Circo says: “This deck is based on my first deck the Gilded Tarot, but is a complete working of that original deck, every images was redone. So i regard it as a separate entity. It is not cheap, its US $110, that is because its special edition and aimed at collectors, every deck is signed, every deck is also unique. I produced variations in colour on several cards, and then selected those variables randomly while collating each deck. The result is that each deck has its own combination of the 78 cards, I think statistically there is a 1 in 7000 chance that two decks the same. A quantity that far more than the number I printed…” There is also a link to a promotional video on the cards YouTube
This is the last in the five-volume series of autobiographical novels called "The Children of Violence," which trace the life story of Martha Quest. The first four books portray Martha's youth and young womanhood among the English settlers in colonial, racially divided British Rhodesia. In this book, Martha leaves Africa and is living in postwar London, a bombed-out city where the walls of buildings are not the only boundaries that have come down. The line between good and evil was much clearer under the African sun; here Martha enters a world where such distinctions are lost at a dizzying pace. Her friend Lynda undergoes a personal breakdown, prefiguring Martha's own dissolution. Lessing's genius is to see that this time of social fragmentation and personal disorder can be welcomed as the prelude to a spiritual rebirth. This book moves from politics toward spirituality and reflects Lessing's honesty and concern.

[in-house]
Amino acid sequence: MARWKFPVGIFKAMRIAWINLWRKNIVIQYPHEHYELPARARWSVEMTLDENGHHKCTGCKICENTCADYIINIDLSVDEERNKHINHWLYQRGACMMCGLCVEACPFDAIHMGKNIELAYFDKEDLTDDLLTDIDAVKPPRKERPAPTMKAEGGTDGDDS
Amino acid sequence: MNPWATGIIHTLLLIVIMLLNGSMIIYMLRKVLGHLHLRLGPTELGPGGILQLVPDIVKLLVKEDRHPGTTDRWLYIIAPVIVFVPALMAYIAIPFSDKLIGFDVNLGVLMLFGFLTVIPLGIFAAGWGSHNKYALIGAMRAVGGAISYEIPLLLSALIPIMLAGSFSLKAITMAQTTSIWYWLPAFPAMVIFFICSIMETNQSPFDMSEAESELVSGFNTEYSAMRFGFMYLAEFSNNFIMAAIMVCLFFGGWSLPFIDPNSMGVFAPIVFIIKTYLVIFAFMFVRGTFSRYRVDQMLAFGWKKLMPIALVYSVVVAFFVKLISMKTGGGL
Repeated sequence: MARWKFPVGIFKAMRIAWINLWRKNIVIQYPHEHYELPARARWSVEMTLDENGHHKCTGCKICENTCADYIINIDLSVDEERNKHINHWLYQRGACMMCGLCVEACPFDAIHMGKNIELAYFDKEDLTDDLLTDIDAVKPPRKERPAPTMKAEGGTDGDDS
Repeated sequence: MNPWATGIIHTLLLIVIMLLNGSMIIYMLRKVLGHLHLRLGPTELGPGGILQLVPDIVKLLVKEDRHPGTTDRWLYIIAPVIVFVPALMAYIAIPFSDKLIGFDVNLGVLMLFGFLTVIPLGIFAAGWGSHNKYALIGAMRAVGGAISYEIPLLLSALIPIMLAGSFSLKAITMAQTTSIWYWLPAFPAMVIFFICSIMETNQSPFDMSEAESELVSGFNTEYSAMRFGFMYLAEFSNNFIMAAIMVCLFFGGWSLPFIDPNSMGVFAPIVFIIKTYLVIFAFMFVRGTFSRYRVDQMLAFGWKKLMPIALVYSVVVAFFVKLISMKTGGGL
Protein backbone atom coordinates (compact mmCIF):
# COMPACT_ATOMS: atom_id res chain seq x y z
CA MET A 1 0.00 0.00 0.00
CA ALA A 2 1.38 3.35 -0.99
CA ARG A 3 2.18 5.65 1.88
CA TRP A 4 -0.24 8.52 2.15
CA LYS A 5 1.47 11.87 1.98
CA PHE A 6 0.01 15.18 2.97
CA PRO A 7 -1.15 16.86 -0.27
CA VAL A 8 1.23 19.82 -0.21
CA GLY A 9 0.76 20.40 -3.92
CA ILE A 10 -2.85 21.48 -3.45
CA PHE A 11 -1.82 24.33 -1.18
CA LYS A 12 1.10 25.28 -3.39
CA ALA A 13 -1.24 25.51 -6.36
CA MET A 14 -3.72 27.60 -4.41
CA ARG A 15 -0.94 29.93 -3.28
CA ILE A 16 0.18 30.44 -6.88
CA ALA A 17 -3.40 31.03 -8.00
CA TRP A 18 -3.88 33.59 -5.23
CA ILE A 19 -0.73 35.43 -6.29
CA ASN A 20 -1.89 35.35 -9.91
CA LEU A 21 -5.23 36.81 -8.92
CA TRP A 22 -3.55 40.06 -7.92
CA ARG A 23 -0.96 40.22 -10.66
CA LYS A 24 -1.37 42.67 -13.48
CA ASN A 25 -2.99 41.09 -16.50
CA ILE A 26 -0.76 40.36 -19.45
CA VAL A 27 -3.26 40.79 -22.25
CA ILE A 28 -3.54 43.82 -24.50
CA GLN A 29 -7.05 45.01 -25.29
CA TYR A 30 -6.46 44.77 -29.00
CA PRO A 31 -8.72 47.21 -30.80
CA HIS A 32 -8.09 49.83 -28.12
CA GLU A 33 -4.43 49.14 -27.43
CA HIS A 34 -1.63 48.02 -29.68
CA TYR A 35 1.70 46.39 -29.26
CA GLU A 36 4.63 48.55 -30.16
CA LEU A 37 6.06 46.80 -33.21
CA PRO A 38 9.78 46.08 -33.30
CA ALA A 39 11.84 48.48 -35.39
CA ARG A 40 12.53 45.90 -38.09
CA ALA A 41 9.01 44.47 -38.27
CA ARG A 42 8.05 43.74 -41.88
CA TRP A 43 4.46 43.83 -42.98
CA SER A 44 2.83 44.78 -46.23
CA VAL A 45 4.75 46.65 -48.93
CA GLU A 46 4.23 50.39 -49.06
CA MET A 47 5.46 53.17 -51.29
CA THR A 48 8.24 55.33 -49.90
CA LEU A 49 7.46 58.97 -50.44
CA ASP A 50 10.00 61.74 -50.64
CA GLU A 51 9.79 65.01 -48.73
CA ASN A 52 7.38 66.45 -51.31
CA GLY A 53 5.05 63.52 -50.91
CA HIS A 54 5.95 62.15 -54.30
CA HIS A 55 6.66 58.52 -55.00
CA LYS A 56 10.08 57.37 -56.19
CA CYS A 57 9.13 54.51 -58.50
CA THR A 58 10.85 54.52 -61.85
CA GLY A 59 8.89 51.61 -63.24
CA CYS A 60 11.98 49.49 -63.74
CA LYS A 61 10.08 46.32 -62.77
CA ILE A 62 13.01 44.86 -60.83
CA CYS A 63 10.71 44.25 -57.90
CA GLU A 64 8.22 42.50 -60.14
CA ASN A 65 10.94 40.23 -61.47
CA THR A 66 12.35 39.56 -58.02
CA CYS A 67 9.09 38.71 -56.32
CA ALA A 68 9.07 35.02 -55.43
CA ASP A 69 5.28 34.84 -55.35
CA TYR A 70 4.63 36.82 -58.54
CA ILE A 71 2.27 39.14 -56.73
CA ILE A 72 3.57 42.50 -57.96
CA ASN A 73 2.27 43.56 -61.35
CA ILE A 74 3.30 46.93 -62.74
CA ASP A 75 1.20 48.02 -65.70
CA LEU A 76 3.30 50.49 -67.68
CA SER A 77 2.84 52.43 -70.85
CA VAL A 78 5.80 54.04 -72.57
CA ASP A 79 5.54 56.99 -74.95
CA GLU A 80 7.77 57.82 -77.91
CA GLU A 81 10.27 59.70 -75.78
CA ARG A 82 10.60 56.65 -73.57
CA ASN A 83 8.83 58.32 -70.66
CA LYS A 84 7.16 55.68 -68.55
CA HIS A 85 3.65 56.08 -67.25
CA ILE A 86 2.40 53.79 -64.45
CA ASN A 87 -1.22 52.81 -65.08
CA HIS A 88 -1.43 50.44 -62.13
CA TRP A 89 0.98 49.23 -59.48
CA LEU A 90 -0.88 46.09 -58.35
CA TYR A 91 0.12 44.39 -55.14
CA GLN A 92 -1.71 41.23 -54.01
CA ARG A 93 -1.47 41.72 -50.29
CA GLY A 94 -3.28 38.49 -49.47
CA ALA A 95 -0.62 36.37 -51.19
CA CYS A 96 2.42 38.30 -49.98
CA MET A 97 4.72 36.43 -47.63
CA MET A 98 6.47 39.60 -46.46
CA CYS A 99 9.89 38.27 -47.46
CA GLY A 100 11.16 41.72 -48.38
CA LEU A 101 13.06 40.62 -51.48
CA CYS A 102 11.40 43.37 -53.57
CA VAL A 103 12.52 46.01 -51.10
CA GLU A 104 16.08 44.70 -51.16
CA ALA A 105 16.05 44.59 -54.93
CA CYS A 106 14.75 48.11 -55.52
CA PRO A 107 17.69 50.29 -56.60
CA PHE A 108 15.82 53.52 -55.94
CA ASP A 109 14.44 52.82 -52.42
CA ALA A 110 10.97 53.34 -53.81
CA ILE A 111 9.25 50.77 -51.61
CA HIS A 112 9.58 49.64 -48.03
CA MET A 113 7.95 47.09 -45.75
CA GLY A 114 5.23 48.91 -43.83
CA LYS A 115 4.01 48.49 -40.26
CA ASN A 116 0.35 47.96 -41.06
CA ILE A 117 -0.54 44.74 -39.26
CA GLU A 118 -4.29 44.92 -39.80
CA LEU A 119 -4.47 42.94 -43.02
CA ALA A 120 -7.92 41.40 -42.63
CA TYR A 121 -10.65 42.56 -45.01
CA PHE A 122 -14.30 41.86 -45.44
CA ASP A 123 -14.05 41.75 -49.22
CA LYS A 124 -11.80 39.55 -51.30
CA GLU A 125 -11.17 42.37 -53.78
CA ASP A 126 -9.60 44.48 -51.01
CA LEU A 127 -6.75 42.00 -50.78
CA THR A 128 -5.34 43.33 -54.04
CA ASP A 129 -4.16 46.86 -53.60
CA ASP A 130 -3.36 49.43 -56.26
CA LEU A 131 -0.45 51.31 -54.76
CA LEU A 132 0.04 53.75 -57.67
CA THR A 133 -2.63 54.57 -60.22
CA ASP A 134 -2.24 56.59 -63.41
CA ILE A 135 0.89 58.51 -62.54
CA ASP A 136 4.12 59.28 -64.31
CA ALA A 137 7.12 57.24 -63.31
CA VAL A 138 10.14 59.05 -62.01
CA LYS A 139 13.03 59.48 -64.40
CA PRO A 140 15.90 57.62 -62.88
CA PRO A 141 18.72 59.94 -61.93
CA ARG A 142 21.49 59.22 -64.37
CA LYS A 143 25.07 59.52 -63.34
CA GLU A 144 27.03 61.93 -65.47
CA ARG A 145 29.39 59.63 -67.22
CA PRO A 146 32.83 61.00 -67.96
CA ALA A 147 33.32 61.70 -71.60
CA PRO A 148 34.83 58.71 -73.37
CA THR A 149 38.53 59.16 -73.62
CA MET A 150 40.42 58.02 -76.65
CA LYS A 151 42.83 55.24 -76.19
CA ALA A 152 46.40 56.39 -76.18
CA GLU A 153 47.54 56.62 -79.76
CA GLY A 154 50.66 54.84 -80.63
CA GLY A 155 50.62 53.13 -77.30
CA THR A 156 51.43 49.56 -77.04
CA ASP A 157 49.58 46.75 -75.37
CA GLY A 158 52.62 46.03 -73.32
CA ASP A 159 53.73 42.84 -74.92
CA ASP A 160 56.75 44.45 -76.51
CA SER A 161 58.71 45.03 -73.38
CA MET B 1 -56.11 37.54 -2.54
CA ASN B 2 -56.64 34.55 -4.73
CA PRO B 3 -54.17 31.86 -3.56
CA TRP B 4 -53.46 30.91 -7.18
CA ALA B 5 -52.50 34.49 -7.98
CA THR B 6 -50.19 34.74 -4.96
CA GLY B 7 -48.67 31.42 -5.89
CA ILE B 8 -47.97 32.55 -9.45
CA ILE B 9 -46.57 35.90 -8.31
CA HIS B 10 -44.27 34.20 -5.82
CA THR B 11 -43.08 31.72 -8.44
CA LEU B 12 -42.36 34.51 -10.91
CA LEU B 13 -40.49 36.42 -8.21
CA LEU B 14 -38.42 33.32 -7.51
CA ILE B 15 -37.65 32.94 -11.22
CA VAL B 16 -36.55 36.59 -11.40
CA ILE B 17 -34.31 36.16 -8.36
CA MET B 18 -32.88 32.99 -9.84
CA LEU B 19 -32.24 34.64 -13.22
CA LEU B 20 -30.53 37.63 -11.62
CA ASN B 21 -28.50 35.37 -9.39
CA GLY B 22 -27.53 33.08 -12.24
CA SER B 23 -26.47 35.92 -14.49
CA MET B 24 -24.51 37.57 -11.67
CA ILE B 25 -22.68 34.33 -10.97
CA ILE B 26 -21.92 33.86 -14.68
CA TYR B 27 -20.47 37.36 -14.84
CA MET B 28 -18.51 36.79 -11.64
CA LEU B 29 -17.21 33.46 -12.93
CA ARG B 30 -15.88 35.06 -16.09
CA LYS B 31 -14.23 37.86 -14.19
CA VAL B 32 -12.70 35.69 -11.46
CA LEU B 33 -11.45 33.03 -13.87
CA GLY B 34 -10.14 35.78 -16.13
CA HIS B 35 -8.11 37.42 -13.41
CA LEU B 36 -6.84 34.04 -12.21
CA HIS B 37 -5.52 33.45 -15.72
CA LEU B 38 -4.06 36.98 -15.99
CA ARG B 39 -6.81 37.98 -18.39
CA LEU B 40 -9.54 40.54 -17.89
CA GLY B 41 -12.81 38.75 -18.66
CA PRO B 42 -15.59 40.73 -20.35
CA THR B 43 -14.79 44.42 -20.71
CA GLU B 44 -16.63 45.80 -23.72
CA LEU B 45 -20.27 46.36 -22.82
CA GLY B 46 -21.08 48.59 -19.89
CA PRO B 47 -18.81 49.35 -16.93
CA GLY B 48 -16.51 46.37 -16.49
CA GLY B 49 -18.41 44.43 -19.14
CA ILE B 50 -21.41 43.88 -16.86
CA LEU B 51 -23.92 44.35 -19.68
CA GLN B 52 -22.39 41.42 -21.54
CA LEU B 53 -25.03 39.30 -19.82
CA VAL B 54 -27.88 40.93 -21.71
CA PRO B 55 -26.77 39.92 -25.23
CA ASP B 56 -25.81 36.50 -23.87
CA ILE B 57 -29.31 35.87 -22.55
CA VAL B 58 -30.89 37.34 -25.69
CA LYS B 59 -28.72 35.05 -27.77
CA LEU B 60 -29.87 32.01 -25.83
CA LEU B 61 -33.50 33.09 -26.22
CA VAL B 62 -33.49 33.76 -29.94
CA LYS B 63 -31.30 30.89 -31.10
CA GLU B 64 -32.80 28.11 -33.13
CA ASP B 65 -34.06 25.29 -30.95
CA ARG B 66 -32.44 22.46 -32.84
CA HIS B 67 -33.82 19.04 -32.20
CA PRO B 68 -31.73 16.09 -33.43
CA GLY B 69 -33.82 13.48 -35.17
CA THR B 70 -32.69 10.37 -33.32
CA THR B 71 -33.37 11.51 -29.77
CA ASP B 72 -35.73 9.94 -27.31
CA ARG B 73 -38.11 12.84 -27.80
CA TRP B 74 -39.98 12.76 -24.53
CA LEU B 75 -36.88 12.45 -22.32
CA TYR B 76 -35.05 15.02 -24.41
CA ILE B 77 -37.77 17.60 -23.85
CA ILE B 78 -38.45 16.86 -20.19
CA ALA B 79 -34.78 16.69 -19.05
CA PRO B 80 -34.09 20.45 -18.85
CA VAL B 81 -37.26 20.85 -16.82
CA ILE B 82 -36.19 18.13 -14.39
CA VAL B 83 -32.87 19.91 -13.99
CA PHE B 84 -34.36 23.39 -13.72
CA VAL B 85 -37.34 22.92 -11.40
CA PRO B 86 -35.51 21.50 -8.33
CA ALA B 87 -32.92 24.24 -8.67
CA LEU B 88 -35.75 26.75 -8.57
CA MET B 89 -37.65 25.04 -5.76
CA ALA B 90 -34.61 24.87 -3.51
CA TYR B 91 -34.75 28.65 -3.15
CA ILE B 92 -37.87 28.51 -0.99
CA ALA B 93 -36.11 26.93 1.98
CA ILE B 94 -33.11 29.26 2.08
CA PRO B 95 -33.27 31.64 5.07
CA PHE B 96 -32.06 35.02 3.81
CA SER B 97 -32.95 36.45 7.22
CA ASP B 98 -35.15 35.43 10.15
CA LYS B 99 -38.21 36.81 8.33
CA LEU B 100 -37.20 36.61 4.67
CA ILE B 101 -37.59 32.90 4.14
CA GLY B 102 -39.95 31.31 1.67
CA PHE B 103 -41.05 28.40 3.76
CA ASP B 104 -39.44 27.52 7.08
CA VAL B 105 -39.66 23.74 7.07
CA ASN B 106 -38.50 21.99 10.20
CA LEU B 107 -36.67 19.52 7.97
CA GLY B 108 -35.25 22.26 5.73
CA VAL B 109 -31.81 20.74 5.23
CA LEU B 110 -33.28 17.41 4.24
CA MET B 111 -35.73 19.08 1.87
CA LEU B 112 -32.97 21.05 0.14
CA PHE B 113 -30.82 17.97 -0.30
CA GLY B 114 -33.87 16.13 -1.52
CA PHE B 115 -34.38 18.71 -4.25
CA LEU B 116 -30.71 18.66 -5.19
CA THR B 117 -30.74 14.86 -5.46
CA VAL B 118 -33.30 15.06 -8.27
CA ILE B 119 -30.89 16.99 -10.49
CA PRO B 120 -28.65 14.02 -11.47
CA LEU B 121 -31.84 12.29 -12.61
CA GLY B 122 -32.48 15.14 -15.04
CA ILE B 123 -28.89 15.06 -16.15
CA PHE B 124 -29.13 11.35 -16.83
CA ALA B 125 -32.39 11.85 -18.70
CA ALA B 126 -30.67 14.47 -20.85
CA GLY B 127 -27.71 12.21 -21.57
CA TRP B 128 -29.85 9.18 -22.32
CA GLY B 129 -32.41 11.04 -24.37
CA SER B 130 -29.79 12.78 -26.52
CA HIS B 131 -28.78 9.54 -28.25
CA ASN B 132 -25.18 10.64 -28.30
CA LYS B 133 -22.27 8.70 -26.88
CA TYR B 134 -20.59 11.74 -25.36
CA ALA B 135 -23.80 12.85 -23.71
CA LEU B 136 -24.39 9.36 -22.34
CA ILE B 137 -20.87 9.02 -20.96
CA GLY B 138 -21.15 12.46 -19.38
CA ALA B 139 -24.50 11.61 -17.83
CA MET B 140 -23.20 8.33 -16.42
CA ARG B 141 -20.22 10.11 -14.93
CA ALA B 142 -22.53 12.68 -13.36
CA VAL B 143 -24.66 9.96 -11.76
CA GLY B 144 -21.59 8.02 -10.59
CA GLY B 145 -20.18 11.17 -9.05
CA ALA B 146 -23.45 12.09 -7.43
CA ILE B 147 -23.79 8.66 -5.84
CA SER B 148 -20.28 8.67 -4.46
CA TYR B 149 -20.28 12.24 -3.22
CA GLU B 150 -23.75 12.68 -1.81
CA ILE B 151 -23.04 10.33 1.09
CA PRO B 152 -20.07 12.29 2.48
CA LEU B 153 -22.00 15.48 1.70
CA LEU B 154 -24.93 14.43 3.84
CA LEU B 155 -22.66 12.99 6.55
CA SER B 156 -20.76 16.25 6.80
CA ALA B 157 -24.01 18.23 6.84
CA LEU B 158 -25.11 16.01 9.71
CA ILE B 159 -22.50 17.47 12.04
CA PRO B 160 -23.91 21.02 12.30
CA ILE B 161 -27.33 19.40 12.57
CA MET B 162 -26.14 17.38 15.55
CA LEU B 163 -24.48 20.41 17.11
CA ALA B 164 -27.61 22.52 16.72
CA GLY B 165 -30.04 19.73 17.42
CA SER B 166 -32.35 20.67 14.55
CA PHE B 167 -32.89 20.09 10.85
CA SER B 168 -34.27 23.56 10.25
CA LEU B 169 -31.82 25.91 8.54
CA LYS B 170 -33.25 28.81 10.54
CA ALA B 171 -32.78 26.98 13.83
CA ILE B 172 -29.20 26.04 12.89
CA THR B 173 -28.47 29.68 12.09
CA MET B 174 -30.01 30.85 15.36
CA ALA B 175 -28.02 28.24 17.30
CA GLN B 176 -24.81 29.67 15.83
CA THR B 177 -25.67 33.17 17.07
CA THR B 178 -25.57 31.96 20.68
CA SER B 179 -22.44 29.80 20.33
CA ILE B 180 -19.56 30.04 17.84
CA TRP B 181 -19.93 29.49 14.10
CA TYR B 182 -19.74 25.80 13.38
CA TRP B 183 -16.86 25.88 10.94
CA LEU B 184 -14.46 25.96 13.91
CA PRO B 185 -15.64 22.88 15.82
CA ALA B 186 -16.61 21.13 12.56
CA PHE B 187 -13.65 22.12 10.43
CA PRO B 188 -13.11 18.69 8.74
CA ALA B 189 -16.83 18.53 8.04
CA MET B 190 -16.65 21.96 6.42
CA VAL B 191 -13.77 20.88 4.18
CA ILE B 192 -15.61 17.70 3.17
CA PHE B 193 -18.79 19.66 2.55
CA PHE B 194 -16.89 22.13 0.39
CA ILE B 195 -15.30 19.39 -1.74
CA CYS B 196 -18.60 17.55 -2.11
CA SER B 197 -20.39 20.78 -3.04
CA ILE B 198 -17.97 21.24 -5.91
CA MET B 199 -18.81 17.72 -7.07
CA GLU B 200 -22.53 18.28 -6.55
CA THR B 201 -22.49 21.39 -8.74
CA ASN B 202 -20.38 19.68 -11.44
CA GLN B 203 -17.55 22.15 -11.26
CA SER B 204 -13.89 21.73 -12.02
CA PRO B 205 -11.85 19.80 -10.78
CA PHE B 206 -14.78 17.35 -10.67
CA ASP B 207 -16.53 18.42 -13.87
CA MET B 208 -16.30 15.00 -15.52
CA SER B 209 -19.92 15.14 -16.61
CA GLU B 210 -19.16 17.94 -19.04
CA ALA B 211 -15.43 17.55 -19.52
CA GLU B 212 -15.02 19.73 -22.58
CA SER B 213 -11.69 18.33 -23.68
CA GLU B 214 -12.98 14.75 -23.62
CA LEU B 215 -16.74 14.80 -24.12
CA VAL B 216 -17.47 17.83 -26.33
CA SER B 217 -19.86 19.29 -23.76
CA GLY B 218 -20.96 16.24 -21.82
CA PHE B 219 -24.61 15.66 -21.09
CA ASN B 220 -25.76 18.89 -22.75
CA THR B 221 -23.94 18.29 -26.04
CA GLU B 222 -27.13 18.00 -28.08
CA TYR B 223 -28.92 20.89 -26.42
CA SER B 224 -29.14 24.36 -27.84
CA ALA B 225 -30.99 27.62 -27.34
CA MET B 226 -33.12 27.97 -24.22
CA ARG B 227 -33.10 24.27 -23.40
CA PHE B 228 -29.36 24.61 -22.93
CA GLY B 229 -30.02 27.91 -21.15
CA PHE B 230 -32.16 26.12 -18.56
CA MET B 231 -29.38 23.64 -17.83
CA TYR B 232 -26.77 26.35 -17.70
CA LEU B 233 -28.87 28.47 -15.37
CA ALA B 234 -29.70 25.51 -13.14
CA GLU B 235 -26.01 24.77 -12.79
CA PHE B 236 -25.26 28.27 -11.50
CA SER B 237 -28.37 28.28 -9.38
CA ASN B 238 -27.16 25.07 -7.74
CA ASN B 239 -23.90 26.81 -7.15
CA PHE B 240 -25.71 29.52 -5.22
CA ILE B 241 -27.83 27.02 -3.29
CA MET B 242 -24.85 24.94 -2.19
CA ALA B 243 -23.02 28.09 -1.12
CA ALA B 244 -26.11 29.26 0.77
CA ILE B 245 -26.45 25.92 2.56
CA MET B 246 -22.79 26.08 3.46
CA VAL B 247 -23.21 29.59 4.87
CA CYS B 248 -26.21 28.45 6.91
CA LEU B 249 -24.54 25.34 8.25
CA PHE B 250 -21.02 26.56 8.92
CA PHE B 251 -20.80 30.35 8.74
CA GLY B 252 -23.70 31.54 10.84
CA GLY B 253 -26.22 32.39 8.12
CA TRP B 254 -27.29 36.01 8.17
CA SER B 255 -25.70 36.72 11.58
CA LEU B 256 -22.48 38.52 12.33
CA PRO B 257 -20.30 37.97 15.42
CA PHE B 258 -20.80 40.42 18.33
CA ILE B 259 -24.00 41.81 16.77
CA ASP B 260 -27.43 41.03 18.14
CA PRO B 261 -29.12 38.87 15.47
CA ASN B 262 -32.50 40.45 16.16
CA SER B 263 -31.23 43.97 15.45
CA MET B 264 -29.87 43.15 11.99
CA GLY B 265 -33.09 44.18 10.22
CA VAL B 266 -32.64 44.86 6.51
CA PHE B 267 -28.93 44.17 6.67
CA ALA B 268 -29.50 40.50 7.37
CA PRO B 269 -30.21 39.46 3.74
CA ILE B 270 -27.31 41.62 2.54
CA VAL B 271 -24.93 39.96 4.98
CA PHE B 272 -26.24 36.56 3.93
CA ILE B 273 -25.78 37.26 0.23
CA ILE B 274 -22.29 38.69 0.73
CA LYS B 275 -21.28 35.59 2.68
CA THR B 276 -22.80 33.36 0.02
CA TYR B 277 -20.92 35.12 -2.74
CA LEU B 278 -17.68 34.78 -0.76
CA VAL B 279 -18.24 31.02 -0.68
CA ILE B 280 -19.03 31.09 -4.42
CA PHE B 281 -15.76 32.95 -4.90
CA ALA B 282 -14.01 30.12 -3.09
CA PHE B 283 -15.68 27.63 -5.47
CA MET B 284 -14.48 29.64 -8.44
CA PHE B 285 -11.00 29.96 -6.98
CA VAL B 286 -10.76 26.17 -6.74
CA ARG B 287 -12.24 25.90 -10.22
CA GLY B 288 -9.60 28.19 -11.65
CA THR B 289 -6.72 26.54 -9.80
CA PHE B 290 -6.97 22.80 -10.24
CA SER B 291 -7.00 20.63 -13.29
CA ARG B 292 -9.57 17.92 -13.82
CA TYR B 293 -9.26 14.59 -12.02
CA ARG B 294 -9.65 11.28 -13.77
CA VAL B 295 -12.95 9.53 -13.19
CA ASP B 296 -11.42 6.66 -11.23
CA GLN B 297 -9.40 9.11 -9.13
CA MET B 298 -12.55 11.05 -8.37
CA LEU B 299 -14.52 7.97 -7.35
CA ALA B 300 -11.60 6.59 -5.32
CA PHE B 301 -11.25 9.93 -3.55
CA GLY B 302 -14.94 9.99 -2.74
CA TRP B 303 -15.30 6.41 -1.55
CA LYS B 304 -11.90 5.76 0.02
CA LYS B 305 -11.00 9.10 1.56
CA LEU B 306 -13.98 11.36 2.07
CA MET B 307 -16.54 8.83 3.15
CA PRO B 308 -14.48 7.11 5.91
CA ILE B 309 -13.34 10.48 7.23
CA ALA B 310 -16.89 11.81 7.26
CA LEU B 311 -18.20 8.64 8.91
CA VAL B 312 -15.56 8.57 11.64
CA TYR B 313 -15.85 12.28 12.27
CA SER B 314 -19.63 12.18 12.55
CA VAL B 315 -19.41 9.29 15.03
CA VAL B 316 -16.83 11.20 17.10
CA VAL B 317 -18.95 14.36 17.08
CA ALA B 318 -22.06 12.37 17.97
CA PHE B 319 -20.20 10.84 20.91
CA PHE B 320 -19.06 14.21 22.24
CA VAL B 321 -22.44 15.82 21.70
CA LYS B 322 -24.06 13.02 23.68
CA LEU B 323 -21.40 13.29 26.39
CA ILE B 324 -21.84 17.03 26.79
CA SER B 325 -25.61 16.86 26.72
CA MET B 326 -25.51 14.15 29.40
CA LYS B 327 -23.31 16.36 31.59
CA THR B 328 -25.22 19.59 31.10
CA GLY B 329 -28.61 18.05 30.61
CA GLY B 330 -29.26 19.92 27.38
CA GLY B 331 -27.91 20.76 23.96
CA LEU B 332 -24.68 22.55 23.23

By comparing various decks from different time periods, tarot-card enthusiasts can identify the evolution of certain illustrations. “For example,” says Matthews, “the modern version of the hermit with the lantern, you’ll find that that was an hourglass and he was Saturn or Chronos, the keeper of time. You can see how that translates with the Tarot Bolognese meaning of delay or blockage. It was about time moving slowly, though that’s not used as a modern meaning much now.”
In the 1860s and 1870s, trance mediums were very popular. Spiritualism generally attracted female adherents, many who had strong interests in social justice. Many trance mediums delivered passionate speeches on abolitionism, temperance, and women's suffrage.[22] Scholars have described Leonora Piper as one of the most famous trance mediums in the history of Spiritualism.[5][23][24]